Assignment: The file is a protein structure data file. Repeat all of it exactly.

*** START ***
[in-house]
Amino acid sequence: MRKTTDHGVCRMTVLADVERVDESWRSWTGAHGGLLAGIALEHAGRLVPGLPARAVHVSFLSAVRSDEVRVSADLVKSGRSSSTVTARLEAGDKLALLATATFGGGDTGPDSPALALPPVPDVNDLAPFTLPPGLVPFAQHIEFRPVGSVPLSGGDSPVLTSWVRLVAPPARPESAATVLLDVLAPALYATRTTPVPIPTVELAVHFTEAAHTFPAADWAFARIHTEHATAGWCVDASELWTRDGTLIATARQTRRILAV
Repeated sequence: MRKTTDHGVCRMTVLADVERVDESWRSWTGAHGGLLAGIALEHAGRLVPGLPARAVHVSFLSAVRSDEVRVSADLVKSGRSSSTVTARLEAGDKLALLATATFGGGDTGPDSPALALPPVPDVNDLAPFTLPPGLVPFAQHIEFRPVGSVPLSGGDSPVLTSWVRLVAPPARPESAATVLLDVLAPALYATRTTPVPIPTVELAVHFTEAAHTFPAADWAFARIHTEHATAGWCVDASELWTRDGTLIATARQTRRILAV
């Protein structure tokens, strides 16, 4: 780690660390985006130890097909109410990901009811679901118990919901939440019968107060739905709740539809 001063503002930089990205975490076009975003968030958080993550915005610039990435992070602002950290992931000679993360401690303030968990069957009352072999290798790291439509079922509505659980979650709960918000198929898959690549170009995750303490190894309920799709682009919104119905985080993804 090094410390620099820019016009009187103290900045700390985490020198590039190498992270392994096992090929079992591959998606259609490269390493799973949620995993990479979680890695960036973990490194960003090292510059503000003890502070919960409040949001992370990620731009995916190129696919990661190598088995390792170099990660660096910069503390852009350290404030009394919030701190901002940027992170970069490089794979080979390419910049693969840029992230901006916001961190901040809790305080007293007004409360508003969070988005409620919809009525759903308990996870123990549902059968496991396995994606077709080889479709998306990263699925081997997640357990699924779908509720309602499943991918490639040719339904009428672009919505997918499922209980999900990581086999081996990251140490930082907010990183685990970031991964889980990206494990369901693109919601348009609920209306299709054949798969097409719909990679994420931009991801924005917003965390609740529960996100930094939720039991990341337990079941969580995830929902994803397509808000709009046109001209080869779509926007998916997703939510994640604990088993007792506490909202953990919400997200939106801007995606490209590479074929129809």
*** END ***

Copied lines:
[in-house]
Amino acid sequence: MRKTTDHGVCRMTVLADVERVDESWRSWTGAHGGLLAGIALEHAGRLVPGLPARAVHVSFLSAVRSDEVRVSADLVKSGRSSSTVTARLEAGDKLALLATATFGGGDTGPDSPALALPPVPDVNDLAPFTLPPGLVPFAQHIEFRPVGSVPLSGGDSPVLTSWVRLVAPPARPESAATVLLDVLAPALYATRTTPVPIPTVELAVHFTEAAHTFPAADWAFARIHTEHATAGWCVDASELWTRDGTLIATARQTRRILAV
Repeated sequence: MRKTTDHGVCRMTVLADVERVDESWRSWTGAHGGLLAGIALEHAGRLVPGLPARAVHVSFLSAVRSDEVRVSADLVKSGRSSSTVTARLEAGDKLALLATATFGGGDTGPDSPALALPPVPDVNDLAPFTLPPGLVPFAQHIEFRPVGSVPLSGGDSPVLTSWVRLVAPPARPESAATVLLDVLAPALYATRTTPVPIPTVELAVHFTEAAHTFPAADWAFARIHTEHATAGWCVDASELWTRDGTLIATARQTRRILAV
């Protein structure tokens, strides 16, 4: 780690660390985006130890097909109410990901009811679901118990919901939440019968107060739905709740539809 001063503002930089990205975490076009975003968030958080993550915005610039990435992070602002950290992931000679993360401690303030968990069957009352072999290798790291439509079922509505659980979650709960918000198929898959690549170009995750303490190894309920799709682009919104119905985080993804 090094410390620099820019016009009187103290900045700390985490020198590039190498992270392994096992090929079992591959998606259609490269390493799973949620995993990479979680890695960036973990490194960003090292510059503000003890502070919960409040949001992370990620731009995916190129696919990661190598088995390792170099990660660096910069503390852009350290404030009394919030701190901002940027992170970069490089794979080979390419910049693969840029992230901006916001961190901040809790305080007293007004409360508003969070988005409620919809009525759903308990996870123990549902059968496991396995994606077709080889479709998306990263699925081997997640357990699924779908509720309602499943991918490639040719339904009428672009919505997918499922209980999900990581086999081996990251140490930082907010990183685990970031991964889980990206494990369901693109919601348009609920209306299709054949798969097409719909990679994420931009991801924005917003965390609740529960996100930094939720039991990341337990079941969580995830929902994803397509808000709009046109001209080869779509926007998916997703939510994640604990088993007792506490909202953990919400997200939106801007995606490209590479074929129809």